The Netherlands / Story
On 11 April 1945, it became clear that German resistance in the north of the Netherlands was limited. On 12 April, the Allies seized this opportunity to advance on Friesland as quickly as possible. One of the main goals was to liberate Leeuwarden. The 9th Canadian Infantry Brigade was designated for this purpose. But things would turn out differently.
On 12 April, the Royal Canadian Dragoons entered Friesland at Noordwolde. They were to conduct reconnaissance with their armoured vehicles and reach the Wadden Sea as quickly as possible. As a result, the German troops in Friesland and Groningen would be separated.
On the night of 14 to 15 April, three Squadrons of the Dragoons were at Suameer. Burgum could not be reached earlier that day, because the bridge at Burgummerdam had been blown up by the Germans.
Meanwhile, all sorts of things were happening in nearby Leeuwarden. On 12 April, the airfield had been blown up by the Germans. And they left the city on 14 April. Leeuwarden would not be defended. The Burgerweeshuis (Civil Orphanage) that had housed several German agencies was set on fire. An attempt to blow up the telephone exchange failed due to an ingenious intervention by the resistance. In the early morning of 15 April, the resistance also took to the streets en masse to occupy important points and to capture Germans who had remained behind.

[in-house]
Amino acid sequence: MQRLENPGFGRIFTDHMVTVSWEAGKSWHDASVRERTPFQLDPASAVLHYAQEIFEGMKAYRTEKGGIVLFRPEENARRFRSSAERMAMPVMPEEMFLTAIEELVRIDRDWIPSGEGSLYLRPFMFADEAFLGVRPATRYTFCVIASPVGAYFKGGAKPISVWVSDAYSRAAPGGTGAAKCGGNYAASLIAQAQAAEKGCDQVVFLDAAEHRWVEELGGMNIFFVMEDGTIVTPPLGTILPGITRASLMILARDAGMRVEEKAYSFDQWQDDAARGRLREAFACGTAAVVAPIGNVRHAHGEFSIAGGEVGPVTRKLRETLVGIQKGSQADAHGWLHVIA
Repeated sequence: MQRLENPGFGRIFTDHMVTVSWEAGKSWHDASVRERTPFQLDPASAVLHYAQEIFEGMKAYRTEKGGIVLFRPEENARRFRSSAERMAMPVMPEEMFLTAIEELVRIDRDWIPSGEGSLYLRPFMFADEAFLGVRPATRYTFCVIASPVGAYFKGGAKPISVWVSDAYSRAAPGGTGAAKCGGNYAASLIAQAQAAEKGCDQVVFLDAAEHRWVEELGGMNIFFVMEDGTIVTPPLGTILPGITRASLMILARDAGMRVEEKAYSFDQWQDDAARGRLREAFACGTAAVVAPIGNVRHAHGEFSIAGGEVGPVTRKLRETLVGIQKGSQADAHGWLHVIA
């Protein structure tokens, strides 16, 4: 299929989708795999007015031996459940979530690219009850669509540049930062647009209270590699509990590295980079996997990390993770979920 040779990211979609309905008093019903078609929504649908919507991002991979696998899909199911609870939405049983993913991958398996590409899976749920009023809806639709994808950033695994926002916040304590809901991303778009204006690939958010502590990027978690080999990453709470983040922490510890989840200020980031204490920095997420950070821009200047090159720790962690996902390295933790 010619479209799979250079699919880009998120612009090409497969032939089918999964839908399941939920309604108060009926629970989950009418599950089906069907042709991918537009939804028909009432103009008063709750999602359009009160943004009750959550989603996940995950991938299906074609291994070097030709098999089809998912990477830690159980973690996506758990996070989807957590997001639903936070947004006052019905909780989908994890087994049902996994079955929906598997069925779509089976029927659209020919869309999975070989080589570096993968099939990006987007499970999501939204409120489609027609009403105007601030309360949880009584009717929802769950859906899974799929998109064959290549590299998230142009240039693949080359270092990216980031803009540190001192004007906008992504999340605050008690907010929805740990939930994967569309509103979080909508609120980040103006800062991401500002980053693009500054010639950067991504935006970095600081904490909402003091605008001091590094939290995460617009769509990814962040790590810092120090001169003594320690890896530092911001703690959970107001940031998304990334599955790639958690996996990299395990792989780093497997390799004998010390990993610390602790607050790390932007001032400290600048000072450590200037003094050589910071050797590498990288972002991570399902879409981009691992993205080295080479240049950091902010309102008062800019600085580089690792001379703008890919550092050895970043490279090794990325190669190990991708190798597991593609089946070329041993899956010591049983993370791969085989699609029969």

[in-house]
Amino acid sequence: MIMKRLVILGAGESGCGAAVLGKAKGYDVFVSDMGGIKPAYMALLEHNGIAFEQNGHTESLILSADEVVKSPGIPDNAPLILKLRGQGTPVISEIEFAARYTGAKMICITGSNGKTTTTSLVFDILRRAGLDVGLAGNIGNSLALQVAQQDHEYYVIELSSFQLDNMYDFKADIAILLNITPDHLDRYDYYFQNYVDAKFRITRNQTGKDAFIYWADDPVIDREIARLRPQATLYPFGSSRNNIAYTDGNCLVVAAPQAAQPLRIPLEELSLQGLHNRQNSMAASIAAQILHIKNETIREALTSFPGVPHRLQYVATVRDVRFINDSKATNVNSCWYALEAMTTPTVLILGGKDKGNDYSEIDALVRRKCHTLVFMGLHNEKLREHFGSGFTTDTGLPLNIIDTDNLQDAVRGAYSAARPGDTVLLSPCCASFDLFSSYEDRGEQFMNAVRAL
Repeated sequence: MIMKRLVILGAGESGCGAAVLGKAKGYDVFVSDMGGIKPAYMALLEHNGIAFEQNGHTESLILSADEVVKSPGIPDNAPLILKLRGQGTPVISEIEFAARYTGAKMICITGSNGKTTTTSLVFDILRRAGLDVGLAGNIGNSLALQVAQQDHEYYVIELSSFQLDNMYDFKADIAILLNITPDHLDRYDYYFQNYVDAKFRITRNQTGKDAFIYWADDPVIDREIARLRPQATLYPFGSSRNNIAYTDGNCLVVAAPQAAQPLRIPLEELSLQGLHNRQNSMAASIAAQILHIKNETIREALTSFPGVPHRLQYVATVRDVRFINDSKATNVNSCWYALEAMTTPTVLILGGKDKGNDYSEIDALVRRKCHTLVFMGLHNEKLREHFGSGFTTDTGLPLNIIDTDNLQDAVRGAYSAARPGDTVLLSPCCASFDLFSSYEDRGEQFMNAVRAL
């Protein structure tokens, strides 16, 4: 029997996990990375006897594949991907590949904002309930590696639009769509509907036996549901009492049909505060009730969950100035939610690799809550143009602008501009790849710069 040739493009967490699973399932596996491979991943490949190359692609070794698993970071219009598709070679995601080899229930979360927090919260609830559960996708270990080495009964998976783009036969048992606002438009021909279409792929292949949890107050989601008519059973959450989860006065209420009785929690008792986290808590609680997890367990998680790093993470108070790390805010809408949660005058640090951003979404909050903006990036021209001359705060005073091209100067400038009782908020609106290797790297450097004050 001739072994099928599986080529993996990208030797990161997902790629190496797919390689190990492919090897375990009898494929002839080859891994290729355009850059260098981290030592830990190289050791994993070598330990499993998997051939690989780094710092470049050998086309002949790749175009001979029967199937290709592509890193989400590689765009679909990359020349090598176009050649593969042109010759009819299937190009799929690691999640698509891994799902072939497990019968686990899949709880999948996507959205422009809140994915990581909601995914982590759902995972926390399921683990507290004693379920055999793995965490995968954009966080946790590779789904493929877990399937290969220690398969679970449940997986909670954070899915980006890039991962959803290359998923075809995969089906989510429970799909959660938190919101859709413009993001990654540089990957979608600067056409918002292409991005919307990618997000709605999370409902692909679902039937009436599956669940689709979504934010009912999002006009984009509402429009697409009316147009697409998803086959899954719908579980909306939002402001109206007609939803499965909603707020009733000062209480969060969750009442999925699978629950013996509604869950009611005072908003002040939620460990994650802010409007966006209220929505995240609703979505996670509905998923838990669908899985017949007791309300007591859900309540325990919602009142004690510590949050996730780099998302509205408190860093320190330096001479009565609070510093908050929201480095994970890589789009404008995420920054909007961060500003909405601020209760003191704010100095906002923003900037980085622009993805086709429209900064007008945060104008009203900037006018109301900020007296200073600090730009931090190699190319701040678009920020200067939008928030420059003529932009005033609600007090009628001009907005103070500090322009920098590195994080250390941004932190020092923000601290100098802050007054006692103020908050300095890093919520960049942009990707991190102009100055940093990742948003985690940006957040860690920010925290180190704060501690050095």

The Dragoons in Suameer were in contact with the resistance in Leeuwarden. Due to various reports, it was unclear whether there was now heavy fighting in Leeuwarden or whether the Germans had left the city completely. Because the Germans had blown up important bridges on the route from Heerenveen to Leeuwarden, the infantry could not quickly provide assistance.
So, the Dragoons went to take a look for themselves. Initially, a patrol of four vehicles was sent via the Groningerstraatweg into the city around half past eleven. One of the Canadians in those vehicles recorded the following:
"As we entered the city, passing through the concrete barrier by the narrow passageway left for normal traffic, we were met by an almost hysterical patrol of Resistance men [...] In a few moments the news of our arrival had spread through the city, and we were given a fantastic welcome as we rolled slowly forward into the centre of town."
A resident of Leeuwarden recalled:
"We lived close to the Groningerstraatweg, where our liberators passed. Many hundreds of us stood there, all happy spectators. All of a sudden, two ladies from the row flung themselves forward and threw their arms around the Canadians' necks, saying: "Oh darlings, you’re here at last!"
After the patrol determined that the coast was clear, the entire C Squadron, a detachment of the Royal Canadian Engineers and Regimental Headquarters of Lieutenant-Colonel Landell followed. Leeuwarden had been liberated. After this, thousands took to the streets. One of the Canadians wrote:
"We halted, and were immediately surrounded by laughing, yelling mobs of people, bringing flowers to give to us, and cheering every move. The Resistance men were everywhere, doing their best to keep the people within bounds and off the cars, but their efforts were hardly necessary. I never saw a more satisfying gathering in my life."